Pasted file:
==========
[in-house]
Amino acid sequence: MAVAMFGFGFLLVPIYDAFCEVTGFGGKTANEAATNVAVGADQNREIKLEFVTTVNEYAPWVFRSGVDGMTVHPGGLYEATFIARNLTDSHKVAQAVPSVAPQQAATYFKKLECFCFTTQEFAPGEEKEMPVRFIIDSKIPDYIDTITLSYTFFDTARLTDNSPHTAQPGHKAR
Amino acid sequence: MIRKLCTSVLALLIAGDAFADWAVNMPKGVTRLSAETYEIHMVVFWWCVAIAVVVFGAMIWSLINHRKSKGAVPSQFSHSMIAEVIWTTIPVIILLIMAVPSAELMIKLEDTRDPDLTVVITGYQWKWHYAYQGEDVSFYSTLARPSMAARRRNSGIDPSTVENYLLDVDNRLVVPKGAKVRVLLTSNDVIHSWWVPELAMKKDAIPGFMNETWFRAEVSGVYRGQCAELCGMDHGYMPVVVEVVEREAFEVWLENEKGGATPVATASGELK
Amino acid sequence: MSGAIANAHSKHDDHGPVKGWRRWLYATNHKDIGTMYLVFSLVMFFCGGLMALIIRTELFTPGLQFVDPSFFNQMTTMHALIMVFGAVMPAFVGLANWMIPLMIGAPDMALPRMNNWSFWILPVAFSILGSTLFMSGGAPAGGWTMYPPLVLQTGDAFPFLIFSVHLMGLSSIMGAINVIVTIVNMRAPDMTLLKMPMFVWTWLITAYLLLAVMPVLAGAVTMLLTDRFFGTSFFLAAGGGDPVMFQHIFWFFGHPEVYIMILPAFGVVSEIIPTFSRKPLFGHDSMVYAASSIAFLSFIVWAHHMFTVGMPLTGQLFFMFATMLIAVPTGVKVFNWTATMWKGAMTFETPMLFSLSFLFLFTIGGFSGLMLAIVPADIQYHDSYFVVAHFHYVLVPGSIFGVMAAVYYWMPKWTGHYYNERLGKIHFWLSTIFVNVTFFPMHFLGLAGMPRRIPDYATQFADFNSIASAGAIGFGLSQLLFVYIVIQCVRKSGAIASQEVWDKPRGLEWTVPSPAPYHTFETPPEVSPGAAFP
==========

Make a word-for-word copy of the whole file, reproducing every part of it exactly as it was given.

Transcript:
[in-house]
Amino acid sequence: MAVAMFGFGFLLVPIYDAFCEVTGFGGKTANEAATNVAVGADQNREIKLEFVTTVNEYAPWVFRSGVDGMTVHPGGLYEATFIARNLTDSHKVAQAVPSVAPQQAATYFKKLECFCFTTQEFAPGEEKEMPVRFIIDSKIPDYIDTITLSYTFFDTARLTDNSPHTAQPGHKAR
Amino acid sequence: MIRKLCTSVLALLIAGDAFADWAVNMPKGVTRLSAETYEIHMVVFWWCVAIAVVVFGAMIWSLINHRKSKGAVPSQFSHSMIAEVIWTTIPVIILLIMAVPSAELMIKLEDTRDPDLTVVITGYQWKWHYAYQGEDVSFYSTLARPSMAARRRNSGIDPSTVENYLLDVDNRLVVPKGAKVRVLLTSNDVIHSWWVPELAMKKDAIPGFMNETWFRAEVSGVYRGQCAELCGMDHGYMPVVVEVVEREAFEVWLENEKGGATPVATASGELK
Amino acid sequence: MSGAIANAHSKHDDHGPVKGWRRWLYATNHKDIGTMYLVFSLVMFFCGGLMALIIRTELFTPGLQFVDPSFFNQMTTMHALIMVFGAVMPAFVGLANWMIPLMIGAPDMALPRMNNWSFWILPVAFSILGSTLFMSGGAPAGGWTMYPPLVLQTGDAFPFLIFSVHLMGLSSIMGAINVIVTIVNMRAPDMTLLKMPMFVWTWLITAYLLLAVMPVLAGAVTMLLTDRFFGTSFFLAAGGGDPVMFQHIFWFFGHPEVYIMILPAFGVVSEIIPTFSRKPLFGHDSMVYAASSIAFLSFIVWAHHMFTVGMPLTGQLFFMFATMLIAVPTGVKVFNWTATMWKGAMTFETPMLFSLSFLFLFTIGGFSGLMLAIVPADIQYHDSYFVVAHFHYVLVPGSIFGVMAAVYYWMPKWTGHYYNERLGKIHFWLSTIFVNVTFFPMHFLGLAGMPRRIPDYATQFADFNSIASAGAIGFGLSQLLFVYIVIQCVRKSGAIASQEVWDKPRGLEWTVPSPAPYHTFETPPEVSPGAAFP